"Call it a bizarre comedy with music. If I could describe it better, I'd be a journalist," said Elfman. He might be. Elfman is certainly documenting some aspects of modern American culture, however idiosyncratically. This movie does indeed defy more specific quantification. (An hour-long earlier version entitled "The Hercules Family" was refused by numerous distributors as "Being a threat to national security.") Its part Three Stooges, part H.G. Wells. Its what "Alice in Wonderland " might have been were it written by Mister Rogers on severe hallucinogens in hell, with the Marks Brothers poking him with pitchforks.

It contains machine-gun duels in classrooms between students and teachers("not unlike," Elfman said, "my own class situations at Dorsey High"); musical numbers set to Cab Calloways "Hid-De-Ho" and Felix Figgueroa's "Pico and Sepulveda"; furious sexual compulsions involving bald men in jock straps, topless women and Herve Villechaize; the inexplicable presence of a six-foot-tall frog; and a brief visit to the moon.

It was, Elfman said, influenced by "Dr. Strangelove," "Porkys," "Airplane," and "Grease." It was called "movie of the summer" by the Village Voice, and has been acclaimed by baffled critics as "Hip and campy," "a delightfully twisted trip" and "not for the faint of heart." It is also the latest entry in Los Angeles area "Midnight movies" (Friday and Saturdays in Westwood) joining (and possibly outdoing) the ranks of "Pink Flamingos," "Eraserhead" and "The Rocky Horror Picture Show."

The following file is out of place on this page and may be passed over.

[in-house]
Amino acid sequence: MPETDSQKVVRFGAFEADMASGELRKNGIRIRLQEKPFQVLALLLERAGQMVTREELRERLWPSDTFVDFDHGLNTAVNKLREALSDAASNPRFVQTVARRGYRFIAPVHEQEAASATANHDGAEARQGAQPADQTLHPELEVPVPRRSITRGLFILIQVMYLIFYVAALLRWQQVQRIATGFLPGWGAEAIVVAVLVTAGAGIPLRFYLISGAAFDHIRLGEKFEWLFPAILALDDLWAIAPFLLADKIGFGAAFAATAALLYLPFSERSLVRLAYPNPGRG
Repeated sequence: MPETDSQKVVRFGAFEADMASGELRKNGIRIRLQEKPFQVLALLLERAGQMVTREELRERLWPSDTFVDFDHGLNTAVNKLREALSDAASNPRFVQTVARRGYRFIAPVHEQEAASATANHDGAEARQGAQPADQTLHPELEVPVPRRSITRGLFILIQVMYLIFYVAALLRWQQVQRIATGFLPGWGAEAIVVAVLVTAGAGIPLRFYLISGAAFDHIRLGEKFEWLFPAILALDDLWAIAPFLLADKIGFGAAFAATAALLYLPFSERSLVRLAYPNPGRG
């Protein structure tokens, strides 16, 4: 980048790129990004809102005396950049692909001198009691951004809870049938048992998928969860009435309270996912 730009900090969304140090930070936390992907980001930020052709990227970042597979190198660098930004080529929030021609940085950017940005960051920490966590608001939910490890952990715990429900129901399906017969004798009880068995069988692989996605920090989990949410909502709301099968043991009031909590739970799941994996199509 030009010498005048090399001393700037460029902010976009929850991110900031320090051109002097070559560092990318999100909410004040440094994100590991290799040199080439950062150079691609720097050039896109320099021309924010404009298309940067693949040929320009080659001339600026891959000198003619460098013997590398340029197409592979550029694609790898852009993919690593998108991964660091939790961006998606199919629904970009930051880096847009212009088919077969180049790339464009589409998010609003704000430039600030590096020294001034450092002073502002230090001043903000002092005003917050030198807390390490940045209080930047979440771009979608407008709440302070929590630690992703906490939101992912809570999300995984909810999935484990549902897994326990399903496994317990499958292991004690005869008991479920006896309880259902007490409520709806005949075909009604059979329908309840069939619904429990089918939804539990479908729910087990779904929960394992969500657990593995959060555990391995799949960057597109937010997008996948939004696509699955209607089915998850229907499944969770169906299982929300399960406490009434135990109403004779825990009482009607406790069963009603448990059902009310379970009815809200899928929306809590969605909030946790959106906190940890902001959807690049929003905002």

"It is," Elfman says in a press release, "not that far off from the machinations of every day life. The films protagonists, the Hercules family, are patterned after a working class family who use to live next door to mine. They always screamed rather than talked, they lived by the flesh and only thought of thing in terms of immediate gratification. 'Forbidden Zone' both lampoons and, in lighthearted way, pays homage to mans attempts to rise above."

Elfman was escorted to a white-clothed table at one of those "New Venice" cuisine houses called the West Beach Cafe. A waiter poisoned a black plastic chair. The interior or the place was...white. Reggae music, the music of Jamaican revolution, was piped over the Muzak system. Neighboring luncheoners talked heavily of Wolfgang puck, Vidal Sasoon.....